Many years ago Dizzy Gillespie recorded an album called The New Continent (Limelight, 1965). Whether it was commercially successful is hard to say, but it featured an all-star cast of Los Angeles session players. The recording made a deep impression on some listeners because it was creative, dynamic, exotic and simply enjoyable. Good compositions (by Lalo Schifrin), arrangements and musicians will do that, even if the result is a bit different than mainstream jazz. Or mainstream Gillespie.
For some reason, Vince Mendoza's Olympians brings the Gillespie recording to mind. Here too you have intriguing arrangements, superb musicians, and atmospherics galore. Mendoza took the helm of the Metropole Orkest in 1995, and the term "Olympians" is Mendoza's sobriquet for the musicians of the Orkest, people who can play anything. It fits.
The first track, "Quixote," is intriguing, if a bit of a head scratcher. It embeds a barely audible narration in Spanish of which only the word "caballero" is comprehensible. You may not notice it in the vinyl pressing (the download and the physical album are significantly different). Dianne Reeves holds forth on "Esperanto," and the result is almost sacral. "Partido Alto" really does recall Schifrin's work for Gillespie, and could have been written as a part of Alfred Newman's theme for the movie Captain from Castile (1947).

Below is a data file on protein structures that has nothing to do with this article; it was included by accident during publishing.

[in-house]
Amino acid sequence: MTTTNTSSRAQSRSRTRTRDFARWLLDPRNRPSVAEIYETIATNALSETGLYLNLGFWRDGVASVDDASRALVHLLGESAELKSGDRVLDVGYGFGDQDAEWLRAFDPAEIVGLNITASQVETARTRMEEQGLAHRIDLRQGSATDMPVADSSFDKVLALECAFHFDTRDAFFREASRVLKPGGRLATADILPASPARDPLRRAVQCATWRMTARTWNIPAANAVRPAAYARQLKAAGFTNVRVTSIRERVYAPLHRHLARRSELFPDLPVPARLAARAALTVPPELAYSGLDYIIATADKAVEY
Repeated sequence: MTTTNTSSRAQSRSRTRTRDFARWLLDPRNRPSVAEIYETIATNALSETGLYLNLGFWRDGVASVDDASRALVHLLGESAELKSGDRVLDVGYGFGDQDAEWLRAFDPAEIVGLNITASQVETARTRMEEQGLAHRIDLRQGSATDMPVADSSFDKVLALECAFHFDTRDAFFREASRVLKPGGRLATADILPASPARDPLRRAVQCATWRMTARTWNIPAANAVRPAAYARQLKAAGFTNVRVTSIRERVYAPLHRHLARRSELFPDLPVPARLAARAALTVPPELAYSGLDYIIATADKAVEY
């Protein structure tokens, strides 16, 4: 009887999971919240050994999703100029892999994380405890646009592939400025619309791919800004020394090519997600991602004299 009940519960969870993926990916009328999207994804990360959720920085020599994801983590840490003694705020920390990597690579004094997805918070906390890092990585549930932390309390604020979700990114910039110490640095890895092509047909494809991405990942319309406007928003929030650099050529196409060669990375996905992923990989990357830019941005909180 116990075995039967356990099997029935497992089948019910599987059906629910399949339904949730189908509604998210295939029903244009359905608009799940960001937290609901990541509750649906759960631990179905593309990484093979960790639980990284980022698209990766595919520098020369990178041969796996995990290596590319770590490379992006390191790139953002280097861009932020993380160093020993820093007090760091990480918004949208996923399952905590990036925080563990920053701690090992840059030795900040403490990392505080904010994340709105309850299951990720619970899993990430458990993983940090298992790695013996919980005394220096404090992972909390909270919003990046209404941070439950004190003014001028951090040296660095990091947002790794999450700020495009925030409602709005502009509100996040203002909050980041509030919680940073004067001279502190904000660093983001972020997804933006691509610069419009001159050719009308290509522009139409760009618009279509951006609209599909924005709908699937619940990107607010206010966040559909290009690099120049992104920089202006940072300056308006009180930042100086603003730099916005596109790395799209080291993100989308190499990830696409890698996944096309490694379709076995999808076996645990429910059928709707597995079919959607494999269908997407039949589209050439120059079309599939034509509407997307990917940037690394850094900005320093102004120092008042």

Cecile McLorin Salvant shows why she is widely esteemed as a singer in "House of Reflections." "Barcelona" too sounds as if it could have been written for the cinema, with very intense sax and trumpet interventions framed by accompanying orchestral strings and brass. "Miracle Child" is an extensive narration, exploring varying moods from somber to triumphant, but ending on a tranquil note.
Olympians was recorded remotely during the pandemic. It is yet another lovely artefact of a very troubled time. What the recording lacks in coherence it makes up for in sheer beauty, as if to remind listeners that some good can come out of a series of very dark moments.
Quixote; Esperanto; Miracle Child; Partido Alto; House of Reflections; Barcelona.
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